Foraging with Diego in Sydney

“Come for a walk. Listen to my story and share yours so that we can all rejoice in awe of the wonderful narratives of nature.”

And so that’s exactly what I did last Saturday with Diego Bonetto – The Weedy One on Instagram – and one of the most knowledgeable food experts I have come across.

Diego’s story

Diego’s short story is about gathering and knowing our food, fresh and seasonally from the fields. At the same time, he advocates for caring of our natural resources.

These skills Diego obtained from his mother, in Piedmontese, in north-west Italy.

When Diego arrived in Australia in the mid 1990s, he soon learnt that his knowledge was a rare practice practice in contemporary society. He sensed in people a longing to rekindle their untapped connection to nature.

Diego’s services to connect with nature

And so, he introduced the art of connecting with living with nature through workshops, events, school tours and art. Diego also works with people in the hospitality industry – chefs, cooks – to rediscover the flavours of nature.

Diego is also currently collaborating with developers, web producers, foragers and horticulturalists to create Wild Food Map. It is a community to identify public domain food and medicine plants living in the landscape.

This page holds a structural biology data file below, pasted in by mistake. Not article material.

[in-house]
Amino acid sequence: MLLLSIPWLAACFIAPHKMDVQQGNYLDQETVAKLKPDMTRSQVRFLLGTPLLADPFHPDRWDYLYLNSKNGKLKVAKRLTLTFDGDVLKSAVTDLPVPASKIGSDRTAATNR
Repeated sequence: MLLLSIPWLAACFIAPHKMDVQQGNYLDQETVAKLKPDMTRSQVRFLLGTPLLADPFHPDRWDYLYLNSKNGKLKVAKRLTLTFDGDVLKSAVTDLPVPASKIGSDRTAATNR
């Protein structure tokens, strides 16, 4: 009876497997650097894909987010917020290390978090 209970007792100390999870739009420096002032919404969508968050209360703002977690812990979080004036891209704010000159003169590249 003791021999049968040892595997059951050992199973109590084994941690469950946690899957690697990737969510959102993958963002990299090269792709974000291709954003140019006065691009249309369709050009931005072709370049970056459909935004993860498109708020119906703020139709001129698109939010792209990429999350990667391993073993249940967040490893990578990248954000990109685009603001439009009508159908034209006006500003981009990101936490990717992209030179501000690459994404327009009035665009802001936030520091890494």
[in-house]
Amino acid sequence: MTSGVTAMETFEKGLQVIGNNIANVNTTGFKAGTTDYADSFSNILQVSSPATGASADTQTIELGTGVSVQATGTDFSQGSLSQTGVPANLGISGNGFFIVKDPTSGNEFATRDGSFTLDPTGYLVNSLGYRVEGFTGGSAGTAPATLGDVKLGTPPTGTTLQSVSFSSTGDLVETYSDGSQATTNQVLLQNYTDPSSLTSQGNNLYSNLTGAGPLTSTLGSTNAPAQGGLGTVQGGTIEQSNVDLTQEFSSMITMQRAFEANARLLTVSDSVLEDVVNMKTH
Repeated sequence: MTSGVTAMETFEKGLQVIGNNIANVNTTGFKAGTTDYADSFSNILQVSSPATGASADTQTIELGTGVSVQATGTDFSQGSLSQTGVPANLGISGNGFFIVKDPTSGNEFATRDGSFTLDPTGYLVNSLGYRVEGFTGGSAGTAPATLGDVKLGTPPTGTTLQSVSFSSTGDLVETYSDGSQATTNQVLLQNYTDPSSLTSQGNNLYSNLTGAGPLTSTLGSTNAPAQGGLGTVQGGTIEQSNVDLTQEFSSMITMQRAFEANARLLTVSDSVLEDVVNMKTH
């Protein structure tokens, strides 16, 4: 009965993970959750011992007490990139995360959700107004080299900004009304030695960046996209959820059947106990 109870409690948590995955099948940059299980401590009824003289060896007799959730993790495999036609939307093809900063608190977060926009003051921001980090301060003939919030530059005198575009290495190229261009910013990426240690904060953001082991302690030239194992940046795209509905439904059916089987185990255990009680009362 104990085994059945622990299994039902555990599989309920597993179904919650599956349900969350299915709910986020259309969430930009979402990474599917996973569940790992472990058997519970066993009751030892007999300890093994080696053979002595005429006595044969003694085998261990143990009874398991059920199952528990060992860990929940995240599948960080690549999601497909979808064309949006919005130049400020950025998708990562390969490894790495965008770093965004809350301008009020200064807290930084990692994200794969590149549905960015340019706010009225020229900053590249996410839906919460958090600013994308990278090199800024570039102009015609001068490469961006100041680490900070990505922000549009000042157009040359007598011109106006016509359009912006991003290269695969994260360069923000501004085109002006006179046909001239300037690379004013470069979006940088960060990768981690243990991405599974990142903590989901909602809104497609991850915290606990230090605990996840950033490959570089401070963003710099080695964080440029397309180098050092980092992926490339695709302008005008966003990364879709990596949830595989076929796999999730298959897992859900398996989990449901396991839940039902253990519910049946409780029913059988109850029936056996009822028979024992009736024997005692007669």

And keep an eye out, coming soon – the Wildfood Store. It is a platform for connecting farmers and chefs while providing an avenue for up-cycling the by-product of agricultural practices: weeds.

My foraging with Diego

Here are some of the beautiful things I learnt during my forage with Diego.

  • Nature’s bounty are plants that grow around us in abundance.
  • Chickweed can be added in salads and used as an external treatment for skin conditions. It also helps reduce inflammation.
  • The leaves of African Olive Tree can be used to make Olive Oil extract and boost immunity. This tree is almost extinct in Africa but is considered a weed in Australia!
  • Camphor Tree. Now this blew my mind! Vapour rub is made from this. Camphor is also an effective insecticide. But, it is considered invasive in NSW and you can be fined if it is found in your backyard.
  • Shepherd’s Purse has many uses, from food to cosmetics and traditional medicine.

Find out more

Visit Diego’s website to book your own natural adventure: http://www.diegobonetto.com/